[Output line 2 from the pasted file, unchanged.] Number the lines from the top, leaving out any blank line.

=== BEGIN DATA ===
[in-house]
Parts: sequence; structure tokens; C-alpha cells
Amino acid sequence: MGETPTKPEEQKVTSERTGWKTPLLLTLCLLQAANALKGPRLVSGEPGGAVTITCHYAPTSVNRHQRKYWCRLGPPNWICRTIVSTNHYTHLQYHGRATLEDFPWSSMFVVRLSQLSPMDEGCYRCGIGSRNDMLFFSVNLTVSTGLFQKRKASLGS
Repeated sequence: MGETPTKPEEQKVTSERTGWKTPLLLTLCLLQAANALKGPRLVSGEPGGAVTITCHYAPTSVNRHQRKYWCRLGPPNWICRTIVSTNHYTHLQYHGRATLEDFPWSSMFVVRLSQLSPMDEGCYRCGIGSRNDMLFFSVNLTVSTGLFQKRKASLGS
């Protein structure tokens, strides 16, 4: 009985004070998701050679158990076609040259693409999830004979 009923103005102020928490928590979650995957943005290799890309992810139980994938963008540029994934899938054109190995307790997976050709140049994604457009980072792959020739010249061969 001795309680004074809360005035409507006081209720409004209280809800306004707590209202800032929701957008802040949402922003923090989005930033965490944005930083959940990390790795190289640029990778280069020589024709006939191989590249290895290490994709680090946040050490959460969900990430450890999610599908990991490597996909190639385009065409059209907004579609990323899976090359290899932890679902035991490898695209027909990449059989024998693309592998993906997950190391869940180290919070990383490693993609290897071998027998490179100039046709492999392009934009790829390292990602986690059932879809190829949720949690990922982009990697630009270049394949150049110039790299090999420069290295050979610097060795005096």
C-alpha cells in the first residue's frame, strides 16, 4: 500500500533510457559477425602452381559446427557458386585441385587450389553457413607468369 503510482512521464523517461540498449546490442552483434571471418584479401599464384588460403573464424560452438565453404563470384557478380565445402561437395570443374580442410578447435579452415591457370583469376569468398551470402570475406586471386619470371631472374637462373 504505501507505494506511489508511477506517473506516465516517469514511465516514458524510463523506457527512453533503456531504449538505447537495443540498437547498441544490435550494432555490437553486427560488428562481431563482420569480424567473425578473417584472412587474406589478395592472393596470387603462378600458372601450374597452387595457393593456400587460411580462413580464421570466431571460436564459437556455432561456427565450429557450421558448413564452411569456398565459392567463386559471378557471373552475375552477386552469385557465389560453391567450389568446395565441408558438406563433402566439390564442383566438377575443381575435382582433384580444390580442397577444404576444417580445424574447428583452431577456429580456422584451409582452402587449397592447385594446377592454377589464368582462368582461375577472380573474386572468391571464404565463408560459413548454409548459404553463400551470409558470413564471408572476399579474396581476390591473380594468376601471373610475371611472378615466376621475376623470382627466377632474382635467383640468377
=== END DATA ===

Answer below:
Parts: sequence; structure tokens; C-alpha cells